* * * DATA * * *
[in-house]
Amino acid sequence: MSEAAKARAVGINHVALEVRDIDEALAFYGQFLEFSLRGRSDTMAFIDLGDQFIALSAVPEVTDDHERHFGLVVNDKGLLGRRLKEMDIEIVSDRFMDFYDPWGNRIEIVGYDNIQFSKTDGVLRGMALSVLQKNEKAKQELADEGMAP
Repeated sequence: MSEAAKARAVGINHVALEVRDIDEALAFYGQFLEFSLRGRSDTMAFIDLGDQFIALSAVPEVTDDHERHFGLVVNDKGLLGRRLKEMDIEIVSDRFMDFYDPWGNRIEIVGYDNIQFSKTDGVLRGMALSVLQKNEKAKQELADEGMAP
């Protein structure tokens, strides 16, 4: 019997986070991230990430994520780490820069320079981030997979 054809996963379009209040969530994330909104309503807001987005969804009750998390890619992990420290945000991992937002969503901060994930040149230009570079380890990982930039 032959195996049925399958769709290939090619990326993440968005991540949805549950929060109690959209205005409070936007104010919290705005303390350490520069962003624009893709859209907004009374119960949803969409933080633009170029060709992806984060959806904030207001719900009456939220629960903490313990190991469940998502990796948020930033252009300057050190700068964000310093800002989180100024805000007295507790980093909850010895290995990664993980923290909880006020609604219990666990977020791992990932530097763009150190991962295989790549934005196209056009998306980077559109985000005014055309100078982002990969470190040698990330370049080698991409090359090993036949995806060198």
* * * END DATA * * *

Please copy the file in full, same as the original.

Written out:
[in-house]
Amino acid sequence: MSEAAKARAVGINHVALEVRDIDEALAFYGQFLEFSLRGRSDTMAFIDLGDQFIALSAVPEVTDDHERHFGLVVNDKGLLGRRLKEMDIEIVSDRFMDFYDPWGNRIEIVGYDNIQFSKTDGVLRGMALSVLQKNEKAKQELADEGMAP
Repeated sequence: MSEAAKARAVGINHVALEVRDIDEALAFYGQFLEFSLRGRSDTMAFIDLGDQFIALSAVPEVTDDHERHFGLVVNDKGLLGRRLKEMDIEIVSDRFMDFYDPWGNRIEIVGYDNIQFSKTDGVLRGMALSVLQKNEKAKQELADEGMAP
């Protein structure tokens, strides 16, 4: 019997986070991230990430994520780490820069320079981030997979 054809996963379009209040969530994330909104309503807001987005969804009750998390890619992990420290945000991992937002969503901060994930040149230009570079380890990982930039 032959195996049925399958769709290939090619990326993440968005991540949805549950929060109690959209205005409070936007104010919290705005303390350490520069962003624009893709859209907004009374119960949803969409933080633009170029060709992806984060959806904030207001719900009456939220629960903490313990190991469940998502990796948020930033252009300057050190700068964000310093800002989180100024805000007295507790980093909850010895290995990664993980923290909880006020609604219990666990977020791992990932530097763009150190991962295989790549934005196209056009998306980077559109985000005014055309100078982002990969470190040698990330370049080698991409090359090993036949995806060198």